The Day I Almost Got Arrested.

About six or so years ago with my husband, we hiked down a slope to a secluded spot along the Carson River to sunbathe, drink wine, and me catch some water life for my backyard fishpond. I collect snails, pollywogs, moss, and baby fish, if I can find them for my pond. We set up our lounge chairs in the sandy shore along the river. All was quiet, sunny, and calm with no one around but the squirrels.

But, this day was like no other. While my husband was lying back on his recliner covered in oily suntan lotion, I went in search with a bucket of creek water for little critters wearing my bikini top and shorts. After a while, I spotted a school of baby fish near the edge of the creek (picture above), could have been minnows or trout; but trust me they are hard to catch. I scooped them up with my fishnet, exclaiming, “I caught ’em!” waking up my husband from a nap. I then transferred them to the bucket.

Suddenly, two burly Forest Rangers donned in binoculars, Smokey Bear hats, parabolic listening devices, and guns came out of the bushes and yelled, “Put that bucket down, ma’am!” Not sure if I was more offended by the term ‘ma’am’ or what they were going to do after that.

“What’s in the bucket, ma’am?” one shouted. I instantly felt like I was in an episode of Law and Order Criminal Intent Sierra Nevada. I was half waiting for Olivia and Elliott to emerge as they usually do minutes after a perp is captured.

“Nothing?” I answered like a scolded five-year-old.

“Dump out the bucket, ma’am!” I turned to my husband for help, but he looked as stunned as I was with mouth agape and at a loss for words for once in his life.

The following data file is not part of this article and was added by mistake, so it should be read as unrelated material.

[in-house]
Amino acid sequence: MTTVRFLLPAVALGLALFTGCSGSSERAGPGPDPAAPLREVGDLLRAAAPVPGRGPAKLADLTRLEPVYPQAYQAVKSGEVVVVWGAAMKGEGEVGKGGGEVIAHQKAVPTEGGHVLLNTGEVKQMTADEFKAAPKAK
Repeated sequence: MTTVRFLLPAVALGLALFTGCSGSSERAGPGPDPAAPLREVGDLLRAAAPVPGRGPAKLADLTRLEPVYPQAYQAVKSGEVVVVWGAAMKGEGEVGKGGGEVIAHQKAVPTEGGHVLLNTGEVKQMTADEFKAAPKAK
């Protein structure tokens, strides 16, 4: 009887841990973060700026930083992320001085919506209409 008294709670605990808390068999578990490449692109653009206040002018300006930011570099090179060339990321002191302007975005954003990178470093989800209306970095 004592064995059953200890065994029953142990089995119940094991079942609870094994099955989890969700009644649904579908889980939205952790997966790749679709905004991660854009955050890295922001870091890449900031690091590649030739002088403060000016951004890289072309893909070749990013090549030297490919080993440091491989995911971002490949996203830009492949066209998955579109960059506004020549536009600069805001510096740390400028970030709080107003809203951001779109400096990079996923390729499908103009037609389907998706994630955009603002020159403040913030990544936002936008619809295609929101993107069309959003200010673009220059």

“But why? I have little fish in here for my pond at home,” I asked, never one to shilly-shally when I think I’m in the right.

“You’re not allowed to take wildlife from the wild!” he schooled me.

“But I’ve been doing that since I was a kid,” I quibbled.

“You can’t take a lizard, a snake, a pollywog, or a frog from the wild!”

“I never heard of this before,” I responded with my hands up, then dumped the water from my bucket and the baby fish swam away. Those fish would have grown to six inches long in my pond unless a bear or fox found them first. I was so letdown.

“We could give you a citation, but we’ll let you go with a warning this time,” one said with chilly authority. I looked at him incredulously. Then looked over at my husband again who finally thought of something to say.

“Are there any good fishing spots around here?” to which they both ignored him. Always the king of changing the subject, I thought.

I seriously thought I was going to get handcuffed and perp-walked up the hill to their Ranger vehicle.

To this day, I have not stolen any wildlife from the wild and, quite frankly, lost my interest in going to the river. It was a killjoy for me. I think it was overkill, sexist, and ageist. The environmentalists have really taken the fun out of nature. I should have reported them, but who would I call? I’d just get a tree-hugging federal worker with a standard dialog, “That’s our policy, ma’am. They were only doing their jobs.”

Later on, I took up gold panning and sluicing with all the equipment; but, alas, not much gold in the Carson River so I lost interest. I’m quite sure those rangers would find some law against that as well.


6 thoughts on “The Day I Almost Got Arrested.

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